Wednesday, 27 June 2018
National Security Legislation Amendment (Espionage and Foreign Interference) Bill 2017, Foreign Influence Transparency Scheme Bill 2017; First Reading
Here we have the blame game happening around bad process. Yes, last week was bad process—have no doubt. The Greens believe that it was very bad process and our vote showed what we thought about that. However, one bad process does not justify another bad process. The fact is the crossbench was not involved in the committee that scrutinised these two bills. We've already said we don't think they should be debated together because we have serious concerns about both bills that need to be aired. They are separate bills, but bad process does not justify bad process.
The fact is there are 280 amendments that were made in a very short time frame in the House of Reps yesterday, which we have not had time to get across. We don't know if those amendments actually reflect the findings of the committee when they made their recommendations on these bills. And what do we get to justify the cut-off order which prevents us from adequately scrutinising those 280 amendments? We get a paragraph and a sentence about urgency that just says, 'These are urgent because they are urgent,' and throws in the word 'security'. We're all supposed to throw up our hands every single time the government and the ALP mention security and go, 'Ooh! We'd better do what they want.' Well, we don't think that's right to throw around the word 'security' when the security risk has not been increased from 'probable' for five years. So what does that mean about urgency? They throw around the word 'security', but when you actually look at it there hasn't been an increase in the threat level. But we are supposed to run around and go, 'Oh, anything you want.'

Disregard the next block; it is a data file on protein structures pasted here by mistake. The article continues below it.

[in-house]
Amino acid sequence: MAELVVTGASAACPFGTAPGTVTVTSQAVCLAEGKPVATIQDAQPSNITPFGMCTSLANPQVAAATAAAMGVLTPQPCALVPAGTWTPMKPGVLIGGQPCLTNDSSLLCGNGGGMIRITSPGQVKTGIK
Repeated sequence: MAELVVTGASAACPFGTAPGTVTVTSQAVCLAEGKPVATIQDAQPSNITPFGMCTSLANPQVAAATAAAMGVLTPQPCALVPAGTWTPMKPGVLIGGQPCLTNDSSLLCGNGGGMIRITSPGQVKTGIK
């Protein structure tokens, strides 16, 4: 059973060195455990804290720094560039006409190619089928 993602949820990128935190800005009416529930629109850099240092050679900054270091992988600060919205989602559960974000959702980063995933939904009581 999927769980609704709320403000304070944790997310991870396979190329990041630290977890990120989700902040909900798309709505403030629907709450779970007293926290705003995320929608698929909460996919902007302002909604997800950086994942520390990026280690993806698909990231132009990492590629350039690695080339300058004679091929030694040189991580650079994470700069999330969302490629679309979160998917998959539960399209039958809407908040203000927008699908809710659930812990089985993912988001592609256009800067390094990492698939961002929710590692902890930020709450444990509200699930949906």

The crossbench don't think this is an appropriate process. We think it should be considered properly. We think we should be given the opportunity to properly scrutinise 280 amendments, and the community should be given a chance to properly scrutinise those amendments to see what they think. We have very serious concerns, as Senator McKim has already articulated, around what this package of bills means for our democracy.
We have not had that opportunity yet. We don't know what those amendments mean. We have concerns about those bills, which we have articulated clearly before, and yet we were still denied the opportunity to participate in the community process because the two old parties want to keep ganging together, throwing around the terms 'urgency' and 'security', and locking out the community. That's what this does. It locks out the community and its ability to properly scrutinise these bills, and it prevents this place from properly scrutinising these bills and looking at the impact of these bills and their 280 amendments—amendments that were blinked through in the House of Representatives without proper scrutiny, and now we don't have the ability to scrutinise them.
That's why we tried to refer these bills to the Senate Legal and Constitutional Affairs Legislation Committee—so that we could review what the amended bills mean and enable the community to have their say on them too. We don't support this being rushed through on the flimsy paragraph that says, 'They're urgent because we believe they're urgent, and just trust us.' Well, we don't trust you. We don't trust you on urgency and we don't trust you whenever you use the word 'scrutiny' and expect us to run round and go, 'Oh, okay, that's fine; we'll blink it through.' Well, we won't.